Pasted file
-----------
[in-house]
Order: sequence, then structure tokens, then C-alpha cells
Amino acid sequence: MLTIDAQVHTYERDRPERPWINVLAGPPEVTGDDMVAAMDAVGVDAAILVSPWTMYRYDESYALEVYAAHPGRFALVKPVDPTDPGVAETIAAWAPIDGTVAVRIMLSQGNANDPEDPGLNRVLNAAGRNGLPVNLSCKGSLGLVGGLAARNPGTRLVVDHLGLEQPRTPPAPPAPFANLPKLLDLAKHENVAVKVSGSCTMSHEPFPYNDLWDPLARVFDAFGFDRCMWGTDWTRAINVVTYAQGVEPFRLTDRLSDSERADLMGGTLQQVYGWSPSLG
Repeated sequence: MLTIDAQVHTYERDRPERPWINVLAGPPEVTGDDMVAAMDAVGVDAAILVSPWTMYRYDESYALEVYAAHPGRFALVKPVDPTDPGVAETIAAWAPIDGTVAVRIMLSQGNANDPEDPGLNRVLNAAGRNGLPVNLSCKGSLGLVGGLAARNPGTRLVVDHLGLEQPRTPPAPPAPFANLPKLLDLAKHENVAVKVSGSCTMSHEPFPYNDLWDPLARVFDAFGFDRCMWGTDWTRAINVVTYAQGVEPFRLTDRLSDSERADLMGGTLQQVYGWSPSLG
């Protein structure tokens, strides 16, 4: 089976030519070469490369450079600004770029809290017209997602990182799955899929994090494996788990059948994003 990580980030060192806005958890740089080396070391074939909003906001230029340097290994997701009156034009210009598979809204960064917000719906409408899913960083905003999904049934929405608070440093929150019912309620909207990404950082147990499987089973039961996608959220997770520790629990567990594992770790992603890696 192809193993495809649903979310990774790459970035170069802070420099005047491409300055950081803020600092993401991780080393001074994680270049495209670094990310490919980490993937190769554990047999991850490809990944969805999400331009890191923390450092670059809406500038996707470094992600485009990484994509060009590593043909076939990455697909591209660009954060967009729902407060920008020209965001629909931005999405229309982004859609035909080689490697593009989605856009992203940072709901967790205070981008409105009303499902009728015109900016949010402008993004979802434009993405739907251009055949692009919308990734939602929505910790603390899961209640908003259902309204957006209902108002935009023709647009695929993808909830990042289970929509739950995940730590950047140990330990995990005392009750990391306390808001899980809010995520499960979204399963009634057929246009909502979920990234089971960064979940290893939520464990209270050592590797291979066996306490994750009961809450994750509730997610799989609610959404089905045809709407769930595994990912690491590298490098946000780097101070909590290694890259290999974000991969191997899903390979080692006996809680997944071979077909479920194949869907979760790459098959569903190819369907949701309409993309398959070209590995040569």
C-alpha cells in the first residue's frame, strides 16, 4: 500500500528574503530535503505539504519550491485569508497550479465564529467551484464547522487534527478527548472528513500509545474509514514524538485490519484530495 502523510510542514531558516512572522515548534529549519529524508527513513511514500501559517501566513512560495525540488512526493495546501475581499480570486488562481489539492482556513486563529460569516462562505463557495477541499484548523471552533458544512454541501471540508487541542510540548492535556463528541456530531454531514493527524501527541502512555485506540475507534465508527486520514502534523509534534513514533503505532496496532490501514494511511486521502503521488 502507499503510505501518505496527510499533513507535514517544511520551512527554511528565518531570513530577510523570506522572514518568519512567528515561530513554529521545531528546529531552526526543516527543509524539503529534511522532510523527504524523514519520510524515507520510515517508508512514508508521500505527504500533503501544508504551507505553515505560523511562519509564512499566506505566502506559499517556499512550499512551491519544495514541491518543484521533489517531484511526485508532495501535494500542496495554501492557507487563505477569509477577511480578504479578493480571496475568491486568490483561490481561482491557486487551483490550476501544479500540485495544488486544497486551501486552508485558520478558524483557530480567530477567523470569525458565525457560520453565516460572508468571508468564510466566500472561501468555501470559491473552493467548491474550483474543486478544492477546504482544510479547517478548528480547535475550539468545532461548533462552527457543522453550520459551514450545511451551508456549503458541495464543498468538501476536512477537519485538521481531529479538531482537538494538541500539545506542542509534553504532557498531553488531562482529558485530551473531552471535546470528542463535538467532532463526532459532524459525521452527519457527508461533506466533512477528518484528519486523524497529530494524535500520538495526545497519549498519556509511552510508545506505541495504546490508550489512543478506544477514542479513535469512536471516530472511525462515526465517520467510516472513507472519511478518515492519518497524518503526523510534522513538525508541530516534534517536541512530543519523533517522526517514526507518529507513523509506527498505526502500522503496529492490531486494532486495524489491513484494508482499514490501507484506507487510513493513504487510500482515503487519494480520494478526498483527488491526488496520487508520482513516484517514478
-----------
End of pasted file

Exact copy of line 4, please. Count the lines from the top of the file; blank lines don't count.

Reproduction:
Repeated sequence: MLTIDAQVHTYERDRPERPWINVLAGPPEVTGDDMVAAMDAVGVDAAILVSPWTMYRYDESYALEVYAAHPGRFALVKPVDPTDPGVAETIAAWAPIDGTVAVRIMLSQGNANDPEDPGLNRVLNAAGRNGLPVNLSCKGSLGLVGGLAARNPGTRLVVDHLGLEQPRTPPAPPAPFANLPKLLDLAKHENVAVKVSGSCTMSHEPFPYNDLWDPLARVFDAFGFDRCMWGTDWTRAINVVTYAQGVEPFRLTDRLSDSERADLMGGTLQQVYGWSPSLG